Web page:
Sorry, no.

In case you were looking for a more precise logical argument, if it isn’t already obvious, here it is: Suggesting that the decision to hold someone responsible for an irresponsible act that has damaged another should be based on how the perpetrator of that act feels post hoc, extended more generally, means that the standard for punishment under the law is inverse to the severity of the crime. It is suggesting that the severity of the possible punishment be inverse to the seriousness of the crime because how bad one feels is proportionate to the severity of the crime. I alluded to this above indirectly. If there is a rule that says I must lock up my gun, and I don’t, and a kid gets his hands on it and drops it on his foot and gets a boo-boo, I could be fined, even though I feel bad that this happened. If he fires the gun and receives powder burns on his hand, I feel even worse, so my fine should be reduced. If he blows his sister’s head off I would feel really really bad so I should not even be questioned by the police. Applied to the specific case of gun accidents that arise from careless storage or handling, this makes no sense. Applied to safety regulations or laws designed to protect people from stupid decisions of others … it still makes no sense.

Oh, and if you are a gun nut and you got mad at me for calling you a gun nut or saying something disparaging about your intelligence, you must forgive me. Why? Because I feel really really bad about it. Honest. Really bad. Give me a medal.

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22 thoughts on “He’s Suffered Enough!!!

  1. And this is exactly why I have different terms for “gun enthusiast” and “gun nut”.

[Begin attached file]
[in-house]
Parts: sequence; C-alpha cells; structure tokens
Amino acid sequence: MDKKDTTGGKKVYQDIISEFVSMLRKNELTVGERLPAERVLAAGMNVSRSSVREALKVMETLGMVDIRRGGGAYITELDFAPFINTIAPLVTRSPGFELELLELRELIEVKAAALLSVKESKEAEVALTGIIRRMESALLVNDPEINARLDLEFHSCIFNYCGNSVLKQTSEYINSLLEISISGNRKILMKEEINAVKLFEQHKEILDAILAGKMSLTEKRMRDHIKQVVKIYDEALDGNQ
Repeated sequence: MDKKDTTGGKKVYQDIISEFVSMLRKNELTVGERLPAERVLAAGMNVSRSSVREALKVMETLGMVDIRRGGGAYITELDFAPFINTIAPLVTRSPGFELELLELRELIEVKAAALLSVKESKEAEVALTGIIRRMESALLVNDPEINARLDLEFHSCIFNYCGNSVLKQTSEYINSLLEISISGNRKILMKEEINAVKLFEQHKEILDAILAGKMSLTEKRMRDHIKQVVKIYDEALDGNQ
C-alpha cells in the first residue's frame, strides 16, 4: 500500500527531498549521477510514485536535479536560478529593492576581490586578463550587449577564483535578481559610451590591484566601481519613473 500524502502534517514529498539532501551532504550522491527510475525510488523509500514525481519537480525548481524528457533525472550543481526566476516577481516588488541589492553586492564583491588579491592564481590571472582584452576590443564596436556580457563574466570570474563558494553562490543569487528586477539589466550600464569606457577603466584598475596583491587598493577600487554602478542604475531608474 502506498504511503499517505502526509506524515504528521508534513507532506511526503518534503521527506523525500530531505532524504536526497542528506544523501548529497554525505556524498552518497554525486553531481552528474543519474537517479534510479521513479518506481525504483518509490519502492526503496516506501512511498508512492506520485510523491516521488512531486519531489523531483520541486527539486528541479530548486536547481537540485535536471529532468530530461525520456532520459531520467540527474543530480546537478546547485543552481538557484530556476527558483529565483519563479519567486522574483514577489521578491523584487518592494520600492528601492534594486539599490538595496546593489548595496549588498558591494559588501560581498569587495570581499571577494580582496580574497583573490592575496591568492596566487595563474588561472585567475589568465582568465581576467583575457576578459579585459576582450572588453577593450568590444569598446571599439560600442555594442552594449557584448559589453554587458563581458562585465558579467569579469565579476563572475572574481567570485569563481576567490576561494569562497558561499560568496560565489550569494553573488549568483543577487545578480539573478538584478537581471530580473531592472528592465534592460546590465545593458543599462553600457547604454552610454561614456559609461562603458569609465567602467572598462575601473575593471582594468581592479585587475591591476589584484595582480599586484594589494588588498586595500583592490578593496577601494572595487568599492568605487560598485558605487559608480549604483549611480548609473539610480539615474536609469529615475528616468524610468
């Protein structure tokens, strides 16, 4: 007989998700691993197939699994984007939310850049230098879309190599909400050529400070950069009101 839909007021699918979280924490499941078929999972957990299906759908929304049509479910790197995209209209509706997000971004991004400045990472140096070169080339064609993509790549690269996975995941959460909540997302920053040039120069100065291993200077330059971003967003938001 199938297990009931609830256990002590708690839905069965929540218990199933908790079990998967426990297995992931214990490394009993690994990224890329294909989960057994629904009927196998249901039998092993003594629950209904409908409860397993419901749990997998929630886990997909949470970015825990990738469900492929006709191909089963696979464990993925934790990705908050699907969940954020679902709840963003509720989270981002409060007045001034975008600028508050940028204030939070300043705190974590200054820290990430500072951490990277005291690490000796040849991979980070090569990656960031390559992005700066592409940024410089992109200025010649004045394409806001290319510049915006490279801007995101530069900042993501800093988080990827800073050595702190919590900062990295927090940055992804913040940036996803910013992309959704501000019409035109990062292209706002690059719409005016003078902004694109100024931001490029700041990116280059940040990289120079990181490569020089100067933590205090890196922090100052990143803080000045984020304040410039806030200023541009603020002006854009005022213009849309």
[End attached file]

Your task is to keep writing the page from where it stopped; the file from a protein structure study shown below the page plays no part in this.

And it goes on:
My brother is an enthusiast. He’s got several firearms, he is trained in their use, respects them, and keeps them locked away (beyond even what the law requires) when not in use. He enjoys target practice with them, and enjoys knowing all sorts of details about them, but he respects them, and what they can do.

    Gun nuts, on the other hand, seem to lack the respect for their weapons. It’s guns, guns, guns, always, forever. Guns in your bedroom, guns in your car, guns in your back pocket, front pocket, and in your boot. They dangle the guns around, wave them at people (“but it’s unloaded, I swear!”), and generally lack respect for the weapon and what it can do.

    I agree, the “suffered enough” defense never made any sense to me. I understand that they lost a child, but you can lose a child through drowning in a pool, electrocution, burns from a stove, drinking bleach, falling off a balcony, malnutrition, overheating, suffocation, and so many other ways, and those types of parents are always held to the standard that they let a child in their care die. Negligent gun owner victims are no different.

  2. Indeed. I still recall a case in San Jose, CA, a few years ago, where a father forgot that his toddler son was in the back seat and stopped to visit friends. It was summer, and the toddler died of heat exposure. His friends and family pleaded with the judge: “Please, he’s suffered enough!” The judge didn’t buy it.

    How the $#%&* can you forget your toddler in the back seat?????

  3. It comes across to me as though the child’s only significance is by virtue of their relationship to the parent, as though they were property. Oh, yes, your kid is dead, but he was only important as an offshoot of you, so we’ll just let bygones be bygones, then. Intrinsic value of human life?? What do you think s/he was, a fetus or someone really important?